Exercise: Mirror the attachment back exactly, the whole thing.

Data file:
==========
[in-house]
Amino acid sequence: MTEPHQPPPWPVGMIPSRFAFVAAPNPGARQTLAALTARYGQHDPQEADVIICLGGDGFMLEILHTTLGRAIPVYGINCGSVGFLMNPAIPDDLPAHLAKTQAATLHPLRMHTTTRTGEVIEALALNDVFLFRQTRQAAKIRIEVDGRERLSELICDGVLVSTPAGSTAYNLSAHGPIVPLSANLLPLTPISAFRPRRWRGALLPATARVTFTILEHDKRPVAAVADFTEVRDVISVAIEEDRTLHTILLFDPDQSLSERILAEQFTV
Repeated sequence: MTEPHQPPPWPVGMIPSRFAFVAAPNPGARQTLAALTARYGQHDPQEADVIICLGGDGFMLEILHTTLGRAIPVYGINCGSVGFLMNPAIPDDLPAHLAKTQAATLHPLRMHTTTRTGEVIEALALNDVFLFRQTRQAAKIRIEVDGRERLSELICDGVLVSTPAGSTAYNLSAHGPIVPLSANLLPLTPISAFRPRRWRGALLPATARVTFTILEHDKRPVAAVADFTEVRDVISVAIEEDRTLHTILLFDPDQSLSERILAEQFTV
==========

[in-house]
Amino acid sequence: MTEPHQPPPWPVGMIPSRFAFVAAPNPGARQTLAALTARYGQHDPQEADVIICLGGDGFMLEILHTTLGRAIPVYGINCGSVGFLMNPAIPDDLPAHLAKTQAATLHPLRMHTTTRTGEVIEALALNDVFLFRQTRQAAKIRIEVDGRERLSELICDGVLVSTPAGSTAYNLSAHGPIVPLSANLLPLTPISAFRPRRWRGALLPATARVTFTILEHDKRPVAAVADFTEVRDVISVAIEEDRTLHTILLFDPDQSLSERILAEQFTV
Repeated sequence: MTEPHQPPPWPVGMIPSRFAFVAAPNPGARQTLAALTARYGQHDPQEADVIICLGGDGFMLEILHTTLGRAIPVYGINCGSVGFLMNPAIPDDLPAHLAKTQAATLHPLRMHTTTRTGEVIEALALNDVFLFRQTRQAAKIRIEVDGRERLSELICDGVLVSTPAGSTAYNLSAHGPIVPLSANLLPLTPISAFRPRRWRGALLPATARVTFTILEHDKRPVAAVADFTEVRDVISVAIEEDRTLHTILLFDPDQSLSERILAEQFTV